Featured Post

NUM-INOUS COMICS PT. 2

This essay is a very belated response to a " part 1 " published in February 2015. The gist of that essay was a response to a corre...

Saturday, September 30, 2017

QUICK THOUGHTS ON INHUMANS PREMIERE



I write this essay the day after a two-hour INHUMANS "film" premiered on ABC-TV. This broadcast premiere follows what has been described as a "disaster," when the same two hours debuted exclusively on IMAX theatre-screens.

I had no high hopes for this franchise. In my review of the 1998 Jenkins/Lee graphic novel, I commented that the characters had failed to enjoy success in comic books partly because they were "static." Of course, the history of the comics-characters doesn't speak to their potential as a franchise in other media-- look at ANT-MAN, a marked failure in the medium of his birth but an adequate performer in his cinematic makeover. But, prior to the debut of the INHUMANS show, Marvel Television attempted to boost the appeal of the franchise by interweaving a very vague version of the Lee-Kirby concept in with the story-lines of their currently-running teleseries AGENTS OF SHIELD. I found these Inhumans-Shield stories witless and tedious, but that was no surprise, since SHIELD had been witless and tedious even before it started trying to build up the Inhumans. Clearly ABC-TV was forcing one modestly popular franchise to attempt supporting a completely unknown entity. It's been suggested that one reason for this strategy was that, seeing how 20th-Century Fox had profited from their cinematic rights to the X-Men, Marvel Entertainment wanted a new set of "merry mutates" over which it had exclusive control.

However, the SHIELD show did not adapt the classical "Royal Family" or any support-characters from various versions of the comics-franchise. Thus, the ABC pilot was free to build upon those characters with no reference to anything that had happened on the SHIELD show. That show merely alluded to the comics' idea of the "terrigen mists" through which the Inhuman citizens of Attilan mutate themselves in new, often fantastic, sometimes super-powered forms. Thus the two-hour film introduces audiences to the Royal Family who have always been the stars of the INHUMANS franchise-- Attilan's monarch Black Bolt and his super-powered cousins, Gorgon, Karnak, Medusa, Triton, and Crystal. The pilot also introduces the family's pet Lockjaw, a colossal canine with a penchant for teleportation, and Black Bolt's scheming brother Maximus.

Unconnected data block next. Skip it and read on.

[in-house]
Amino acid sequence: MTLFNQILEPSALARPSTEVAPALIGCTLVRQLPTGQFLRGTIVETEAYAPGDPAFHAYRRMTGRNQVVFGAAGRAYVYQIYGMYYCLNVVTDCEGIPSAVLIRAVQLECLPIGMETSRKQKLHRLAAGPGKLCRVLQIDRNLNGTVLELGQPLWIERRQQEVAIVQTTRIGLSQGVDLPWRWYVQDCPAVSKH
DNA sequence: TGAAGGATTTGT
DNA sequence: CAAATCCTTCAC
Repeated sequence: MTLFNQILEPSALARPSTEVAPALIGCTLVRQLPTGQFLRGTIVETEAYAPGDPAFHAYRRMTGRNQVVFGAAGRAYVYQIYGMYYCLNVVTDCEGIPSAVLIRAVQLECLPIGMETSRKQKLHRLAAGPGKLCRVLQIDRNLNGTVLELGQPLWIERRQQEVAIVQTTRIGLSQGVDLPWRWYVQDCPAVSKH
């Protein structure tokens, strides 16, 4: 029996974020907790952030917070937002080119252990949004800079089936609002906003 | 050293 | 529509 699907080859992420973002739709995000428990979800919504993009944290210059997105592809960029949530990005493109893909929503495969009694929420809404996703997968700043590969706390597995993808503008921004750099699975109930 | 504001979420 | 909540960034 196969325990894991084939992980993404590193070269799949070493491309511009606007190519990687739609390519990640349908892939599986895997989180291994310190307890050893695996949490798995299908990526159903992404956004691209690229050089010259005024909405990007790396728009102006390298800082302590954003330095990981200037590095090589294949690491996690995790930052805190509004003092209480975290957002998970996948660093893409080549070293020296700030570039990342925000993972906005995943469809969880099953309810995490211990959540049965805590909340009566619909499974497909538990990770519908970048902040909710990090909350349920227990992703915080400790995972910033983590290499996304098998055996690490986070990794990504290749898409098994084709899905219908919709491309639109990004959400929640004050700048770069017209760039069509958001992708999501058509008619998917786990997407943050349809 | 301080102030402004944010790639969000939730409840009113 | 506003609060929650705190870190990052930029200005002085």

I won't review the two-hour film, in part because it's a continued story that may not be resolved until the last of the show's eight episodes. I can to some extent understand why anyone who splurged to see the film in IMAX would feel cheated, for in terms of production, it's just another TV-movie. Sets and FX are more expensive than they would be for a commonplace SF-themed teleseries, but they can't compare with the outlay for Real Hollywood Features. If you're looking for big-budget eye-candy, the INHUMANS two-parter is not for you.

Still, I'm amazed that anyone would call this "jaw droppingly awful television." The characters are not precisely the same as their comics-templates, but that may be a plus, since the Royal Family has sometimes come off like a bunch of royal bores. Scott Buck is credited as the "showrunner," which presumably means that INHUMANS is written by a team of scripters. But Buck or someone has devoutly researched the original comics-series, with good effect to the dramatic arcs for the show's seven main characters (eight if you count the dog). One of the better moments, in which Evil Maximus shears away Medusa's formidable tresses, is taken from the Jenkins-Lee graphic novel. Not every arc is equally entertaining. But if there's even one good arc-- such as the complex relationship between Black Bolt, his wife Medusa, and Maximus, who desires his brother's wife-- that's one more good arc than AGENTS OF SHIELD has.

I've encountered some complaints about the quality of the FX. I admit I can see some flaws-- especially with the animation of Medusa's prehensile locks-- but it's not that much worse than most of the FX on television. Slightly flawed CGI doesn't bother me. I grew up seeing most of the TV-aliens sport zippers in their backs.

I might dislike a lot of the behind-the-scenes deal-making, but the dubious machinations of the SHIELD-INHUMANS crossovers certainly didn't make SHIELD any worse than it already was. The debut for the show proper has some decent character moments and some interesting plot-developments. (Lockjaw uses his teleport-power to dump Black Bolt in the middle of a New York street. Howcum???)

I've seen many, many TV-debuts weaker and less appealing than THE INHUMANS. It's rumored that it will never get any more episodes due to the IMAX failure, which proves that whoever engineered that idea was a complete idiot. But it doesn't prove that Scott Buck's INHUMANS deserves to be dumped on in egregious fashion-- particularly when AGENTS OF SHIELD is a much deserving target.

No comments: